English: A schematic showing the (laboratory) production of nitric oxide. The setup was made based on an image of the 1949 Popular Mechanics article by Kenneth M. Swezey (titled: The gas that makes you laugh). Images from http://commons.wikimedia.org/wiki/User:Rocket000/SVGs/Chemistry were used to make this image. (Photo credit: Wikipedia)
The substance nitric oxide (NO), one of my favorite topics, is now known to be break-downable into components, one of which has one less electron. It’s known as NO(-) or HNO or nitroxyl, and researchers are finding some exciting new applications for it.
One novel use for nitroxyl is as part of a nanoparticle coating for implanted medical devices that otherwise might trigger dangerous blood clots. The coating is made up of sheets of graphene integrated with two components—haemin and glucose oxidase. “Both work synergistically to catalyze the production of nitroxyl, which can be used inside the blood like nitric oxide, although it contains one less electron. Nitroxyl has been reported as being analogous to nitric oxide in its clot-preventing capability.”
The other use for nitroxyl (HNO) involves its use in treating heart failure. Researchers normally write in very reserved terms about their discoveries, but the author of the passage below seems pretty excited about the implications of the research. Basically it’s saying that HNO donors can do things that regular NO donors cannot do and may be dramatically more useful in treating cardiovascular disease.
Thus, unlike NO*, HNO can target cardiac sarcoplasmic ryanodine receptors to increase myocardial contractility, can interact directly with thiols and is resistant to both scavenging by superoxide (*O2-) and tolerance development. HNO donors are protective in the setting of heart failure in which NO donors have minimal impact.
It’s cool to see this showing three of my favorite topics coming together: nitric oxide, nanotechnology and heart failure. But then, when all is said and done someday, everything in bioscience will undoubtedly coalesce in one way or another.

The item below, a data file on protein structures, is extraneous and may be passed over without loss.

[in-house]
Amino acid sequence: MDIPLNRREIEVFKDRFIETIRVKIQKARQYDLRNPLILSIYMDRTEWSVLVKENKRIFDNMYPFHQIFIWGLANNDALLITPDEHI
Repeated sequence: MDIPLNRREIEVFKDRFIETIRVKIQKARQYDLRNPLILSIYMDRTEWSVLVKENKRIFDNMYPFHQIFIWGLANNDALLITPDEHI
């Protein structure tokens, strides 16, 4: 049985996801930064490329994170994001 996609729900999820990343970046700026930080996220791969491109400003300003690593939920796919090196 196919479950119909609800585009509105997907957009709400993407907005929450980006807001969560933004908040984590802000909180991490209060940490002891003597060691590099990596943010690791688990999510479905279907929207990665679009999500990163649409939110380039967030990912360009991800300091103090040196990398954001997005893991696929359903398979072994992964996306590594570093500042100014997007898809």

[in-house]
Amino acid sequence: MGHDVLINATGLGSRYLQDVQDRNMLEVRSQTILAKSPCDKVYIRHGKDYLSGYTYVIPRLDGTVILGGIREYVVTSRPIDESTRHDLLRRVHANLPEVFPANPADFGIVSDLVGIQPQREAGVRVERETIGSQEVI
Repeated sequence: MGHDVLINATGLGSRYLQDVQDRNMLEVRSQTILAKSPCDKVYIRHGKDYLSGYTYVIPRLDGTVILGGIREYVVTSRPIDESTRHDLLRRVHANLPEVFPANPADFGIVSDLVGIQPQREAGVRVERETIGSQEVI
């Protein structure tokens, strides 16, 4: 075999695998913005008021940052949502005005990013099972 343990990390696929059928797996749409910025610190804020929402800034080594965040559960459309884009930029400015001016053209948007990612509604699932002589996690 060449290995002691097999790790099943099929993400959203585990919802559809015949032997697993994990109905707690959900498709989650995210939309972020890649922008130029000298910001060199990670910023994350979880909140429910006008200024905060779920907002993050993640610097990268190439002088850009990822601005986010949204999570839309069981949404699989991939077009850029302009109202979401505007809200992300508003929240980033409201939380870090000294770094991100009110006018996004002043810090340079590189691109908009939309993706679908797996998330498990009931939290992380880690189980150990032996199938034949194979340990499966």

Blood clot diagram (Thrombus) (Photo credit: Wikipedia)
Blood clots can wreck quality of life and even kill by causing a stroke or a heart attack. But up ’til now doctors have been unable to predict when a clot might develop in a particular patient. Now nanotechnology is making possible a way to read signals in your urine that your body may be getting ready to produce one of these little clots with such destructive potential.
Just as seismologists are developing new ways to be able to predict when a volcano will erupt, researchers have developed a urine test that uses nanoparticles to detect thrombin, a major element of blood clotting. The test was made by converting a process that’s currently in use to detect colorectal cancer and has been successfully tested in mice that are high-risk for blood clots.
Good news is that the iron oxide particles used in the test have already been approved for use in humans, so the time to clinical trials shouldn’t be too prolonged. The test will be used to help people in emergency rooms who have symptoms that resemble those caused by a blood clot and also to monitor others at high-risk, such as those who fly a lot or who must spend a lot of time in bed after surgery.
I have a relative who suffered a stroke at a young age, so I know how terrifying it can be – and how it can degrade a person’s quality of life. The goal of the new test is to make it as easy as, “Pee on this stick and call me in the morning.” Imagine the sadness, fear and suffering that could potentially be averted.